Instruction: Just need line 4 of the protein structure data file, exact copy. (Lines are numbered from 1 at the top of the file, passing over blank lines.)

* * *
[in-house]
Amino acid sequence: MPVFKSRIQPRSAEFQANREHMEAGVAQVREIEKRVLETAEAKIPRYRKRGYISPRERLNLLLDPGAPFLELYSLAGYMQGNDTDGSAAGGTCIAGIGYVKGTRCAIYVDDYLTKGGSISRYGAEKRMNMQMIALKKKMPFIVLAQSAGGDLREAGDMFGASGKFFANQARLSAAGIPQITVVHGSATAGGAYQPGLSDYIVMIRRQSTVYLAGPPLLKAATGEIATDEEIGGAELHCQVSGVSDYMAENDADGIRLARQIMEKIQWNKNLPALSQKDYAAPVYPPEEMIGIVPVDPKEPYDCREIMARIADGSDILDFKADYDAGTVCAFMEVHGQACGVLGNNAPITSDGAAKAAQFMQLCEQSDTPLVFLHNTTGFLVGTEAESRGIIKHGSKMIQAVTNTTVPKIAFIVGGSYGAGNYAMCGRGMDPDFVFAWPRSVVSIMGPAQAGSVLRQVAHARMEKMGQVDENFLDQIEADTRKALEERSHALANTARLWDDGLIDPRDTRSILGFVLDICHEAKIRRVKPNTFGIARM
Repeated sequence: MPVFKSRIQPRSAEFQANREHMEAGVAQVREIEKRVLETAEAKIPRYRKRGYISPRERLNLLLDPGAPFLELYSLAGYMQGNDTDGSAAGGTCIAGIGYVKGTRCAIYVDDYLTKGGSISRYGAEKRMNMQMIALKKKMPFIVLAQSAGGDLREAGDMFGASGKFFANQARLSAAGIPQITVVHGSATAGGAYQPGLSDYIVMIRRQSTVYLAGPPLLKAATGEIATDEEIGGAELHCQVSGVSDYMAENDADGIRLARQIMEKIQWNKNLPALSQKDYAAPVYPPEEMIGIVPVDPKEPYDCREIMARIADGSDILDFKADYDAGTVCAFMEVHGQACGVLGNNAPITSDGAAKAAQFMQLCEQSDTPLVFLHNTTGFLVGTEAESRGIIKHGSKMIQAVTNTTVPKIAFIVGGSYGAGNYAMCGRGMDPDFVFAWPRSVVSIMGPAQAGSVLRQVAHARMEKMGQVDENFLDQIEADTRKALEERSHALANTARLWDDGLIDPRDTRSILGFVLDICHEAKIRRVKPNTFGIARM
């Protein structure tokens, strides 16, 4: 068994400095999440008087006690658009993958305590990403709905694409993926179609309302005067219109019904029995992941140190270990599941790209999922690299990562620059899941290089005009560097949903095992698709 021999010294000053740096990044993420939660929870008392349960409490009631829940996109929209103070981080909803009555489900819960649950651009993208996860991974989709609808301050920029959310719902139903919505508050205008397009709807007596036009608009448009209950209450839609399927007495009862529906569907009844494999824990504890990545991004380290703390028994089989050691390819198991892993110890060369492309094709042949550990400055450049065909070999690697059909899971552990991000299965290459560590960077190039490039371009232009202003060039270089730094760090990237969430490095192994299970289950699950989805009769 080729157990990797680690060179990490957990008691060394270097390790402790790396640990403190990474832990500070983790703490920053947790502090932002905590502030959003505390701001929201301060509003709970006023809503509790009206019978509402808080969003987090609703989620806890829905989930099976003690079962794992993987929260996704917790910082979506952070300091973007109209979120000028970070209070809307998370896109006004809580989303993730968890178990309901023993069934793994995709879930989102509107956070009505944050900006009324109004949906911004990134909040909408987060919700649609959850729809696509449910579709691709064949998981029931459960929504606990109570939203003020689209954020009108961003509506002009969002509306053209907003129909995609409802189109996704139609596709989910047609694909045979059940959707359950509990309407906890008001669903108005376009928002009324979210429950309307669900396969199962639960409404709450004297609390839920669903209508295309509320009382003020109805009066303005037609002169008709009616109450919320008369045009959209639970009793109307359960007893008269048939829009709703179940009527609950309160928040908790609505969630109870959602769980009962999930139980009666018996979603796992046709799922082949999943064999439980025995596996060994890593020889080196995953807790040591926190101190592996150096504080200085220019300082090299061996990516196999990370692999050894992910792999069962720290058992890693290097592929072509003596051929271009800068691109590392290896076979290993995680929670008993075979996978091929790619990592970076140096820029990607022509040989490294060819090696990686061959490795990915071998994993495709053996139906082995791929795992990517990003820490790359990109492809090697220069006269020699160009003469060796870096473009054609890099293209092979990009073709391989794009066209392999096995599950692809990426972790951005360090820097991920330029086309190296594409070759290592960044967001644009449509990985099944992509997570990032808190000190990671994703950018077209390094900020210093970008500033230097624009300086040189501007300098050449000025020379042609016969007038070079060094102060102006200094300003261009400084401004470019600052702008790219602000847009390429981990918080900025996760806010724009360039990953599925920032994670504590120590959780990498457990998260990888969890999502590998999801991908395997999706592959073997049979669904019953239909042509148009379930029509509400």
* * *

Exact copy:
């Protein structure tokens, strides 16, 4: 068994400095999440008087006690658009993958305590990403709905694409993926179609309302005067219109019904029995992941140190270990599941790209999922690299990562620059899941290089005009560097949903095992698709 021999010294000053740096990044993420939660929870008392349960409490009631829940996109929209103070981080909803009555489900819960649950651009993208996860991974989709609808301050920029959310719902139903919505508050205008397009709807007596036009608009448009209950209450839609399927007495009862529906569907009844494999824990504890990545991004380290703390028994089989050691390819198991892993110890060369492309094709042949550990400055450049065909070999690697059909899971552990991000299965290459560590960077190039490039371009232009202003060039270089730094760090990237969430490095192994299970289950699950989805009769 080729157990990797680690060179990490957990008691060394270097390790402790790396640990403190990474832990500070983790703490920053947790502090932002905590502030959003505390701001929201301060509003709970006023809503509790009206019978509402808080969003987090609703989620806890829905989930099976003690079962794992993987929260996704917790910082979506952070300091973007109209979120000028970070209070809307998370896109006004809580989303993730968890178990309901023993069934793994995709879930989102509107956070009505944050900006009324109004949906911004990134909040909408987060919700649609959850729809696509449910579709691709064949998981029931459960929504606990109570939203003020689209954020009108961003509506002009969002509306053209907003129909995609409802189109996704139609596709989910047609694909045979059940959707359950509990309407906890008001669903108005376009928002009324979210429950309307669900396969199962639960409404709450004297609390839920669903209508295309509320009382003020109805009066303005037609002169008709009616109450919320008369045009959209639970009793109307359960007893008269048939829009709703179940009527609950309160928040908790609505969630109870959602769980009962999930139980009666018996979603796992046709799922082949999943064999439980025995596996060994890593020889080196995953807790040591926190101190592996150096504080200085220019300082090299061996990516196999990370692999050894992910792999069962720290058992890693290097592929072509003596051929271009800068691109590392290896076979290993995680929670008993075979996978091929790619990592970076140096820029990607022509040989490294060819090696990686061959490795990915071998994993495709053996139906082995791929795992990517990003820490790359990109492809090697220069006269020699160009003469060796870096473009054609890099293209092979990009073709391989794009066209392999096995599950692809990426972790951005360090820097991920330029086309190296594409070759290592960044967001644009449509990985099944992509997570990032808190000190990671994703950018077209390094900020210093970008500033230097624009300086040189501007300098050449000025020379042609016969007038070079060094102060102006200094300003261009400084401004470019600052702008790219602000847009390429981990918080900025996760806010724009360039990953599925920032994670504590120590959780990498457990998260990888969890999502590998999801991908395997999706592959073997049979669904019953239909042509148009379930029509509400």